Ige cites Don Norman’s Three Layers of User Experience, where we start with the visceral [“The colors of that homemade ice cream look beautiful”] and the behavioral [“That homemade ice cream actually tastes good!”], and proceeding to a future reflective stage [“I enjoyed eating that homemade ice cream, and I’d like to try it again”]. The rise of the experience economy also entails going from mere commodity to hyper-local/full-bodied experience, employing more design features that makes it more expensive — because the experiential entails providing a memorable event.
Take coffee, for instance: you start with the basic commodity — the beans — which comes cheap for the most part. You take it higher, and it becomes a basic product, like Kopiko — packaged instant coffee for daily use. You take it even higher, and you get service coffee, like the one from 7–11 — no frills coffee from a convenience store. You take it even higher, and you get Starbucks — which gives you ambience, and wifi, and air-conditioning. The highest level of the experiential is to turn coffee into a hyper-local experience — serving it in a way that cannot be replicated elsewhere, and promising some singularity, like a unique culture or location. The challenge of course is for cultural entrepreneurs to put a premium to their efforts — but at the same time still make it accessible to the locals, and also not short-change the producers of the basic commodity [like the farmers of coffee beans].
Ige gave specific examples of experience economies he found successful — which include tourism in Faeroe Island, Denmark [where you pay to just unwind with locals as they go about their daily tasks], tourism in Ubud, Bali, Indonesia [were you pay to stay in a farmer’s hut in the middle of a rice field, and participate in local customs and rituals], and a homestay he undertook in Basey, Samar [where you pay to stay with local families and eat the food they prepare for their daily meals].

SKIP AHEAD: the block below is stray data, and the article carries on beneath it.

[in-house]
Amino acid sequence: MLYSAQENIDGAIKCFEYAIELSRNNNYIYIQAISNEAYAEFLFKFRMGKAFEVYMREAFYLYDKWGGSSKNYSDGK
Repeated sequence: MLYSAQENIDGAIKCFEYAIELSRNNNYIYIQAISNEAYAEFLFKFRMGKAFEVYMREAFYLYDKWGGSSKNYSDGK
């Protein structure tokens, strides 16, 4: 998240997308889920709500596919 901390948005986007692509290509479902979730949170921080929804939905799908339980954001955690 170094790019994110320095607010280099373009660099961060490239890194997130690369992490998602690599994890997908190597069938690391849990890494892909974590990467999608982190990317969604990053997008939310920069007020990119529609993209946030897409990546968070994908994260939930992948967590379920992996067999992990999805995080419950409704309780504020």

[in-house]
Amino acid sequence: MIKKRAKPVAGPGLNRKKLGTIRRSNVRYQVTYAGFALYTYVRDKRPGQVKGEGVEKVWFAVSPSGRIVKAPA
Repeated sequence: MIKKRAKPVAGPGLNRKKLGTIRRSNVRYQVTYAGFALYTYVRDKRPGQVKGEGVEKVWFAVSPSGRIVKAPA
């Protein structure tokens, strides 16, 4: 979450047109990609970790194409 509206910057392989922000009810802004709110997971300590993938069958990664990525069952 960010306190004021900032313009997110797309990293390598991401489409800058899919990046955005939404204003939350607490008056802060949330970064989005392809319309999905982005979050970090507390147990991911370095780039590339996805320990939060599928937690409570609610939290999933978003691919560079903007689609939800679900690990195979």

From his own efforts, he cited doing a DIY tour in 2016 called “Sampalan ng Side View Mirror sa CaviteX,” a project he did on Facebook where he posted pictures of local food vendors that could be found along CaviteX [a series of highways in Cavite], giving specific descriptions of what they could offer, and pinning their locations for people to find. It was a huge success, with many people liking the posts and taking on the tour on their own, and sampling the food stuff that the vendors offered. It was so successful that he soon got contacted by Cavitex officials themselves — who commissioned him to do an official food tour for them. What came about was “Viaje Feliz x Lasa ng Republika,” which attempted to connect local gastronomic and cultural communities of Cavite via CaviteX, something he accomplished by taking on a two-week study of the project, identifying the problem [how to promote the local culture, gastronomy, history and traditions of the smaller coastal towns of Cavite], the threats, the weaknesses, the strengths, and the opportunities it entailed. Having identified the factors, he managed to design a culinary event that was also a huge success — and was followed by two more culinary showcases for Cavite.
On the challenges of Philippine gastronomy, he began by doing away with the question of “What is Filipino food?” and opted instead with a better question: “How does food become Filipino” — taking note of how much of our culinary culture is really a mixture of many influences, making it difficult to ascertain what is “pure” Filipino. “There is no such thing as ‘pure’ anyway,” he said.